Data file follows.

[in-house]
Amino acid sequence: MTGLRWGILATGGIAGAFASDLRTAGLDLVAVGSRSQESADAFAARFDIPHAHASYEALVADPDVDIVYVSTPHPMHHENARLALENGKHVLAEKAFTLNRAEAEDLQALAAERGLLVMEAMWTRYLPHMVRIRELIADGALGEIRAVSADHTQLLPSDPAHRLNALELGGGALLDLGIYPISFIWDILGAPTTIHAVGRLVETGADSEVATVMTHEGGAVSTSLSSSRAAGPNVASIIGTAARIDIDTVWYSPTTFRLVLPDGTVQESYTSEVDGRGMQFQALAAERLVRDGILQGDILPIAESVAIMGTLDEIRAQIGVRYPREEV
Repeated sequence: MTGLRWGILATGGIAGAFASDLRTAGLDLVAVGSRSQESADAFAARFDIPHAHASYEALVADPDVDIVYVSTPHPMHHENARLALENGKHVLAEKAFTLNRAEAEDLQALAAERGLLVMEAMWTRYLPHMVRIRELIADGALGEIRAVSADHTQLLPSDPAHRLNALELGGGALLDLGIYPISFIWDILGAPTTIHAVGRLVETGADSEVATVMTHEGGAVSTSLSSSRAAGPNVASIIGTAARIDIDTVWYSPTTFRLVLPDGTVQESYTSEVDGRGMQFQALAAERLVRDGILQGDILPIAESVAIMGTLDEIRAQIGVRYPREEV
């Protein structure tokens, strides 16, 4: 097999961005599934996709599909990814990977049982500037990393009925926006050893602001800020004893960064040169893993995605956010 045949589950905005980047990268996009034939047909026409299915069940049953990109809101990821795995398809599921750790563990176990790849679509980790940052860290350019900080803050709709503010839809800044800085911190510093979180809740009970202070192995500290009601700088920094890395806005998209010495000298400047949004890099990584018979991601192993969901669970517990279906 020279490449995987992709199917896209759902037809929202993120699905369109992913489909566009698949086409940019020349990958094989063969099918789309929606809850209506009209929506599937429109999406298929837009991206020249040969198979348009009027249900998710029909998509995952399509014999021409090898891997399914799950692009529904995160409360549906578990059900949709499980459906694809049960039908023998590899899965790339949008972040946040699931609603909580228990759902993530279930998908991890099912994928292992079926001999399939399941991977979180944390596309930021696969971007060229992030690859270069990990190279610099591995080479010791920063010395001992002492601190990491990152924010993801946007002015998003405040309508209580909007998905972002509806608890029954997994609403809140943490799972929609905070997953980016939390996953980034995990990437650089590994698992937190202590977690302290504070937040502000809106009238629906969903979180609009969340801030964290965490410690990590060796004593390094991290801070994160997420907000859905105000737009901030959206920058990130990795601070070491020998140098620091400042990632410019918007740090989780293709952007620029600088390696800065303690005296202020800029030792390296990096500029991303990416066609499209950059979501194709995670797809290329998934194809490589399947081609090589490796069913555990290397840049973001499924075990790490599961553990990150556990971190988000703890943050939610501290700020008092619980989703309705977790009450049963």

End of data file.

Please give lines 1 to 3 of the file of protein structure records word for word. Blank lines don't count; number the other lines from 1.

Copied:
[in-house]
Amino acid sequence: MTGLRWGILATGGIAGAFASDLRTAGLDLVAVGSRSQESADAFAARFDIPHAHASYEALVADPDVDIVYVSTPHPMHHENARLALENGKHVLAEKAFTLNRAEAEDLQALAAERGLLVMEAMWTRYLPHMVRIRELIADGALGEIRAVSADHTQLLPSDPAHRLNALELGGGALLDLGIYPISFIWDILGAPTTIHAVGRLVETGADSEVATVMTHEGGAVSTSLSSSRAAGPNVASIIGTAARIDIDTVWYSPTTFRLVLPDGTVQESYTSEVDGRGMQFQALAAERLVRDGILQGDILPIAESVAIMGTLDEIRAQIGVRYPREEV
Repeated sequence: MTGLRWGILATGGIAGAFASDLRTAGLDLVAVGSRSQESADAFAARFDIPHAHASYEALVADPDVDIVYVSTPHPMHHENARLALENGKHVLAEKAFTLNRAEAEDLQALAAERGLLVMEAMWTRYLPHMVRIRELIADGALGEIRAVSADHTQLLPSDPAHRLNALELGGGALLDLGIYPISFIWDILGAPTTIHAVGRLVETGADSEVATVMTHEGGAVSTSLSSSRAAGPNVASIIGTAARIDIDTVWYSPTTFRLVLPDGTVQESYTSEVDGRGMQFQALAAERLVRDGILQGDILPIAESVAIMGTLDEIRAQIGVRYPREEV